North Korea unveiled a new long-range missile, the Hwasong-16, during a predawn parade in October to mark the 75th anniversary of the founding of the Korean Workers' Party. File Photo by KCNA/UPI | License Photo
Feb. 26 (UPI) -- North Korea could have at least eight intercontinental ballistic missiles in its arsenal, but the status of some of its weapons is unclear, according to a British think tank.
The International Institute for Strategic Studies said in its annual report, The Military Balance 2021, that the Kim Jong Un regime could have eight ICBMs capable of targeting the continental United States, Radio Free Asia's Korean service reported.
The estimate from the think tank comes months after North Korea unveiled a new long-range missile, the Hwasong-16, during a predawn parade in October to mark the 75th anniversary of the founding of the Korean Workers' Party.
According to the IISS report the status of the Hwasong-16, designed to carry multiple warheads, is unclear. The think tank also said North Korea retains more than 3,500 main battle tanks, more than 500 multiple rocket launchers, 71 submarines and 545 combat aircraft.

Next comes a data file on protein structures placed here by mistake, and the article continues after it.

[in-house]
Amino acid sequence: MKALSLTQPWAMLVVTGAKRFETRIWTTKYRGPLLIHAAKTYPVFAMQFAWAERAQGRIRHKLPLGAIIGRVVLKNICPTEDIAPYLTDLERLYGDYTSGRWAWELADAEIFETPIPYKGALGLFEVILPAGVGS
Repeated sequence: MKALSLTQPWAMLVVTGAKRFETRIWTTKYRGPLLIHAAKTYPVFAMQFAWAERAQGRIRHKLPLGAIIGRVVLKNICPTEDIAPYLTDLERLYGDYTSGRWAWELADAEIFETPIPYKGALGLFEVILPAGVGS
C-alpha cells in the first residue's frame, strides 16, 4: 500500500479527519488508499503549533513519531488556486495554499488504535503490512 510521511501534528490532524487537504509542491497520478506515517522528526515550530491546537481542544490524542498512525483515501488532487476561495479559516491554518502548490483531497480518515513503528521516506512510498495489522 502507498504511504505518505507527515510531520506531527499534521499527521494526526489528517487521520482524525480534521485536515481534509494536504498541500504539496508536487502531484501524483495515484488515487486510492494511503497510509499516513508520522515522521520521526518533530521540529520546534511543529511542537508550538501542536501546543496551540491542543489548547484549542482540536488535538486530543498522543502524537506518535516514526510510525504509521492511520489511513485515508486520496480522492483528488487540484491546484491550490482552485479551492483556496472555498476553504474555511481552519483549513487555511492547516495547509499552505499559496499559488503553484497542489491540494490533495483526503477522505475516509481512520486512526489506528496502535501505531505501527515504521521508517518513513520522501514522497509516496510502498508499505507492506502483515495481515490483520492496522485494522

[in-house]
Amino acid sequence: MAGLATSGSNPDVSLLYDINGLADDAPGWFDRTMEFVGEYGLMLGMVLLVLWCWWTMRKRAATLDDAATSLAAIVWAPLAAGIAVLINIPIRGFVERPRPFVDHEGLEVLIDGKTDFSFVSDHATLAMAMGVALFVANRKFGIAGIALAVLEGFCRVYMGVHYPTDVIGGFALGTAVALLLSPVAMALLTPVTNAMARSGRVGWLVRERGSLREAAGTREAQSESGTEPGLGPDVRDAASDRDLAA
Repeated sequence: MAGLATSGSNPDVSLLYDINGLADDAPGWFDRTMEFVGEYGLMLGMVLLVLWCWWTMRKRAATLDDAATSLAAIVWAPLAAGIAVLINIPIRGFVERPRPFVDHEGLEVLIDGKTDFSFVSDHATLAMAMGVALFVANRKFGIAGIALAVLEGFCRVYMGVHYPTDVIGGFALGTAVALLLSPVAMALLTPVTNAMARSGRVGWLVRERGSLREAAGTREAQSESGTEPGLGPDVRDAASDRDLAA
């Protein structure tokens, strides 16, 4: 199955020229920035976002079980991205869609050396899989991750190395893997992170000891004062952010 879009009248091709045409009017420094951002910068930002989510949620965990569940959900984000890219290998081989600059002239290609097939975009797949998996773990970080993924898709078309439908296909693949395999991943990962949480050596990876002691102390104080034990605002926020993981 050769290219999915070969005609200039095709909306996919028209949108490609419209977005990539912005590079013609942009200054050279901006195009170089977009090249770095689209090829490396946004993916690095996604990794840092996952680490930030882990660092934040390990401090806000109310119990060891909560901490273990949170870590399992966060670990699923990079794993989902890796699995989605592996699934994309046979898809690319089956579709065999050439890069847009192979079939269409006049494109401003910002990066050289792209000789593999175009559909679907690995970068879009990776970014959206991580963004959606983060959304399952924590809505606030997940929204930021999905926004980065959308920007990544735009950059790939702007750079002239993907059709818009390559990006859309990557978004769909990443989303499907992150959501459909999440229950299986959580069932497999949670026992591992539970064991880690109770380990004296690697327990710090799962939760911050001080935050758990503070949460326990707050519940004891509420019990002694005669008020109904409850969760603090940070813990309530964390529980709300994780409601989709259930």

North Korea maintains high troop levels. About 1.1 million soldiers are in the Korean People's Army, 60,000 are in the navy, 110,000 are in the air force and 10,000 troops work in strategic forces that operate ballistic missiles, the IISS said.
The think tank also gave mixed reviews for diplomacy that began with North Korea in 2018. Engagement with Pyongyang reduced overall tensions, but it is uncertain the policy limited North Korea's nuclear ambitions, the IISS said.
Kim Jong Un has claimed his country is ready to take on enemies and that he is developing tactical nukes and a nuclear-powered submarine.
According to IISS, no certainties exist regarding North Korea's effectiveness or readiness against technologically superior opponents. North Korea's military training also does not reflect its operational capabilities, the think tank said.
North Korea's illicit weapons program has led to international sanctions against the country, but calls continue to grow in Seoul in favor of sanctions relief.
South Korean Unification Minister Lee In-young suggested in an interview with the Financial Times sanctions could be eased to address the humanitarian crisis in the North. Lee also said strict border closures could be aggravating the situation, the report said.